BLOG VIEW: Listening For Foreclosure Assistance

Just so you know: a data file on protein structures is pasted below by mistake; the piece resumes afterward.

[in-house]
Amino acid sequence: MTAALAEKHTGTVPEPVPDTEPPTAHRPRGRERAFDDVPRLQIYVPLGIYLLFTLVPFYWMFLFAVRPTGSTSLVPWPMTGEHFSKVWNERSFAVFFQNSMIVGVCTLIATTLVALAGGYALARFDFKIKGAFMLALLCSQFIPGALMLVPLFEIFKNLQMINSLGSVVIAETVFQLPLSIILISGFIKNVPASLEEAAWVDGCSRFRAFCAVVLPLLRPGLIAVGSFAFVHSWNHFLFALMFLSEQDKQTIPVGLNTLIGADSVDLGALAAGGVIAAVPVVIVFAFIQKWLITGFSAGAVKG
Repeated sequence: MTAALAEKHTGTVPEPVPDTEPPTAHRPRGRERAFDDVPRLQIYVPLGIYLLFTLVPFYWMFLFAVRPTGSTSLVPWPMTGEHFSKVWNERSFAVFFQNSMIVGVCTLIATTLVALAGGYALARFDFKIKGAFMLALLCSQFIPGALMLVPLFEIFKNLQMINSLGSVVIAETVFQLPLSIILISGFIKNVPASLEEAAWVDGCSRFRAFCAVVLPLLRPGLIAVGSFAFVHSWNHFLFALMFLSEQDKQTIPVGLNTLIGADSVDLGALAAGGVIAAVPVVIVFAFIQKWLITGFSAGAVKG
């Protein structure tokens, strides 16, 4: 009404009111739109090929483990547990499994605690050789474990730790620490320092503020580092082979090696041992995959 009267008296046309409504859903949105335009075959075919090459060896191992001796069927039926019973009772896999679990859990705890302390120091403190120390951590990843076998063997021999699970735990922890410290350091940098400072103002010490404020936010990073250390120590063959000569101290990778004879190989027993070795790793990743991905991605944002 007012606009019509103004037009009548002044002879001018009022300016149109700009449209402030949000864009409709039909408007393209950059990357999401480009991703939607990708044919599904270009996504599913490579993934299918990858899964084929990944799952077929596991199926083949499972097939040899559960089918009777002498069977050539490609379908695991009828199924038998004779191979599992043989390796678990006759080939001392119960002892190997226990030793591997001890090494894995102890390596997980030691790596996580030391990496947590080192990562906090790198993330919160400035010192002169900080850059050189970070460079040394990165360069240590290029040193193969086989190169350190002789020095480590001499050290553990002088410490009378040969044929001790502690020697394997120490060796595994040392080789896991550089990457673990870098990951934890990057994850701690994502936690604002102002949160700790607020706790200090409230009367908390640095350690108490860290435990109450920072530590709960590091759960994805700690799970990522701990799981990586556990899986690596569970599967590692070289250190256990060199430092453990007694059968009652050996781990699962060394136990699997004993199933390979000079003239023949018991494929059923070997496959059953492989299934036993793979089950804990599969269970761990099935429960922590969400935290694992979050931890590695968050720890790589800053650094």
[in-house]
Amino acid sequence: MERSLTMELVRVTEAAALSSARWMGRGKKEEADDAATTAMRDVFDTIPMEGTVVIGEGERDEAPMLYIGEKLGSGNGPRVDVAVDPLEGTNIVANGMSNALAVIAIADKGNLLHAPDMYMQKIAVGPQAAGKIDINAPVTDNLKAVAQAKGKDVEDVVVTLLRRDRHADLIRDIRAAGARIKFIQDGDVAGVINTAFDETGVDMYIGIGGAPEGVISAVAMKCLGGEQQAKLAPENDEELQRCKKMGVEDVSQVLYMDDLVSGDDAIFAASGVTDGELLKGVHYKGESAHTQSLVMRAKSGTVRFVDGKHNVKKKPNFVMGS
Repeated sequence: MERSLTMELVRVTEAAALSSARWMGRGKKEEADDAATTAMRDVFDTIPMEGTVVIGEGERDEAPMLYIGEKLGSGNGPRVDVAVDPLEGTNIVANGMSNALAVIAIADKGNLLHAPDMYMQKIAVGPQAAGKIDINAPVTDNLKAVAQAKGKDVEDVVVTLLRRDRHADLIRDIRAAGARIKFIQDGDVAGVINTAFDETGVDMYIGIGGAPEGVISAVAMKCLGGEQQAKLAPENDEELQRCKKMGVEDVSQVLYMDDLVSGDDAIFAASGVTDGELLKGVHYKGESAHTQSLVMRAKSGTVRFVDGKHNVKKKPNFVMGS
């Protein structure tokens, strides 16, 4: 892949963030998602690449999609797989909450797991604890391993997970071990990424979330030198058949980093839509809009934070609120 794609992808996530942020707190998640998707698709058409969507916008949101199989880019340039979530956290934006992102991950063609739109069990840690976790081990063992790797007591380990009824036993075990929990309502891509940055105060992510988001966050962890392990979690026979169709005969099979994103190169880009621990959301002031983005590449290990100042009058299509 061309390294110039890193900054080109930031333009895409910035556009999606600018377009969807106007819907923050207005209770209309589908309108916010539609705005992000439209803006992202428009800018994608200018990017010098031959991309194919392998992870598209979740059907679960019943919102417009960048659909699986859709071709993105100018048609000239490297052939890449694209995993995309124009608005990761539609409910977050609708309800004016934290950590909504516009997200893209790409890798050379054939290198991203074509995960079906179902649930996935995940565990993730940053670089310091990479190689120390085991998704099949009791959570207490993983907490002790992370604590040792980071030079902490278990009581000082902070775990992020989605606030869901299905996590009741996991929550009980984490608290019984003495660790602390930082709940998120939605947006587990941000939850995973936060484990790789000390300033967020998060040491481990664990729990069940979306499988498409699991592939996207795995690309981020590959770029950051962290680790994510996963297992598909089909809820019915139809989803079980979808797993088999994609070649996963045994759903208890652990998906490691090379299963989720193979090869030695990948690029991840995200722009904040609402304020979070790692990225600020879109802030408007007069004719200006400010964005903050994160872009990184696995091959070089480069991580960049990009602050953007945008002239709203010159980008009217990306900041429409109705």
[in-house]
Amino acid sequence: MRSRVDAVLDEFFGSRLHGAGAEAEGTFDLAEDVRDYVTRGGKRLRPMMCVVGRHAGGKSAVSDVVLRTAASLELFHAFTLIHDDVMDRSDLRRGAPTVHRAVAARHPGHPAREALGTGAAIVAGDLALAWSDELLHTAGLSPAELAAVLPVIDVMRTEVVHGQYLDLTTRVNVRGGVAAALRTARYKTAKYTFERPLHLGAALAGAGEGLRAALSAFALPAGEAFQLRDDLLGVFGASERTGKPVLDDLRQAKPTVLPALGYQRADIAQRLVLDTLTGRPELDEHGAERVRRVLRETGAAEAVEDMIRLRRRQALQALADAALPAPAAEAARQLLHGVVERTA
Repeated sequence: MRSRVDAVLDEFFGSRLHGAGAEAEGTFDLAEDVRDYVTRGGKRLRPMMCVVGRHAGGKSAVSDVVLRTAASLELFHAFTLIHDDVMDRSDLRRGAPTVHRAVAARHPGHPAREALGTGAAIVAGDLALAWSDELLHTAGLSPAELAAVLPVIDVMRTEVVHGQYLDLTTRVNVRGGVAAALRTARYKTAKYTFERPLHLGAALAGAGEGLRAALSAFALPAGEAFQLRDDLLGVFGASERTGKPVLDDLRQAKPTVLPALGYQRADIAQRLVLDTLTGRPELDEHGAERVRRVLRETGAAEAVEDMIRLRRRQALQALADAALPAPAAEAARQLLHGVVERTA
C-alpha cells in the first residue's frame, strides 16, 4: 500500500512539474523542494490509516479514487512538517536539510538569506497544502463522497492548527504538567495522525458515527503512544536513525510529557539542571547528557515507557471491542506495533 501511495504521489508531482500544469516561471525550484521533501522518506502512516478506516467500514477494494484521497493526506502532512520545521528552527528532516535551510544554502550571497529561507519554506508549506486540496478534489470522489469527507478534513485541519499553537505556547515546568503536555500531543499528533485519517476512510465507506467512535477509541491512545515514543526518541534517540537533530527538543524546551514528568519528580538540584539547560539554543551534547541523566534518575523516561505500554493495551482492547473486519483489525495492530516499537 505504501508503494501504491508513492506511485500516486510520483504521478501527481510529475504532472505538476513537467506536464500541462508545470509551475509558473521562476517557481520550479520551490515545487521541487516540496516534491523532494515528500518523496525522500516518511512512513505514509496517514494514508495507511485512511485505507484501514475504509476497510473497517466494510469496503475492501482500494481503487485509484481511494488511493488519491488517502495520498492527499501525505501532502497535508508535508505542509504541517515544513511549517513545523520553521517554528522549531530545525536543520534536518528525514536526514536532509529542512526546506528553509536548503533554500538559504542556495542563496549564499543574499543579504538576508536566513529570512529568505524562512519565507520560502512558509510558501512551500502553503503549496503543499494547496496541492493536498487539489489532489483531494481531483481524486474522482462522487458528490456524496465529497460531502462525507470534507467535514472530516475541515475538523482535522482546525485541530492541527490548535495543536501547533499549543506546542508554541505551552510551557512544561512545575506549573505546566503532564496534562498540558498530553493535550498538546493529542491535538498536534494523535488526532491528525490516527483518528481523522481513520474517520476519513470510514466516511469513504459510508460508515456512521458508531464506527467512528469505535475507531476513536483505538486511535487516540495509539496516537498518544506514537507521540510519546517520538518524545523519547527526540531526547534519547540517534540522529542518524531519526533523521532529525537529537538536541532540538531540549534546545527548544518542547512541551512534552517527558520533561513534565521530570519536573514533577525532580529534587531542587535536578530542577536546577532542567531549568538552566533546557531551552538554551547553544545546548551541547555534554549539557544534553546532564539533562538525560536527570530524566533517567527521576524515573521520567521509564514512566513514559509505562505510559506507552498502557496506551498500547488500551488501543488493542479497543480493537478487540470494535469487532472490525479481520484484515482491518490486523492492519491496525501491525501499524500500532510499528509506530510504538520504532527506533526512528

ecently had a conversation with Ed Nelson, the marketing and communications manager for the Minnesota Home Owner Center (MNHOC), [/b]and I was intrigued to learn about a program that his organization was testing during the first part of this year. It is an idea that still needs to have some of its kinks ironed out, but it deserves attention for its unique approach to the ongoing foreclosure crisis. Between January and May, MNHOC hosted a monthly one-hour telephone seminar focusing exclusively on foreclosure issues. Rather than take a cut-and-dry lecture approach to the subject, MNHOC fashioned the seminar to follow the approach of a radio talk show: A host interviewed a guest, and listeners called in with their questions on the subject at hand. ‘As far as I know, we're the only state that has attempted this,’ says Nelson, who admits he thinks of the presentations as a ‘show.’ MNHOC originally toyed with hosting Internet-based webinars that used PowerPoint presentations to drive home its message. However, it opted for the audio-only approach. To protect the privacy of the callers who are seeking information on an admittedly sensitive subject, Nelson maintains the protocol used by most radio talk show programs. ‘It is done in complete confidentiality,’ he explains. ‘We don't know who is calling in. If they choose to ask a question, they only give their first name and their city – it is a non-intrusive, non-invasive way for them to find out what they need to know.’ Since the concept was still in the pilot stage, MNHOC only promoted the telephone webinars through mailings to single-family homeowners in northern Minneapolis. However, Nelson acknowledges that his audience numbers won't challenge Rush Limbaugh in the radio ratings. ‘Our audience total has been a couple of hundred,’ he says. ‘It is not a huge number, and we're trying to retool the idea.’ The webinars will be on hiatus this summer, and Nelson expects them to return in the fall in both English-language presentations plus webinars for Minnesota's Spanish- and Hmong-speaking populations. I am a strong believer of the theory that one can never have too much useful information, and I am very glad that MNHOC has taken this different approach to the foreclosure crisis. This is part of the organization's ongoing efforts to reach out to homeowners in need, which stretches far from traditional workshops to spreading the word via the latest communications craze, Twitter. At the moment, it doesn't appear that there is a near-horizon conclusion to the foreclosure crisis. In fact, it is safe to assume that things will get worse before the situation shows signs of abating. And while one cannot fault the industry and various state and federal government agencies for doing all that they can to provide outreach and assistance, there is going to be a need to go that proverbial extra mile. Kudos are in order to MNHOC for testing this interesting experiment. I hope that its audience will grow when the telephone seminars resume in the fall, and I sincerely hope that other housing-related entities – nonprofits, state housing finance agencies, trade associations and the banking entities themselves – engage in some shameless marketing larceny and ‘borrow’ the MNHOC idea as a way to help distressed homeowners. There are many, many people who need help, and every possible avenue to reach them with information should be explored. – Phil Hall, editor, [b][i]Secondary Marketing Executive[/i][/b]. [i] (Please address all comments regarding this opinion column to


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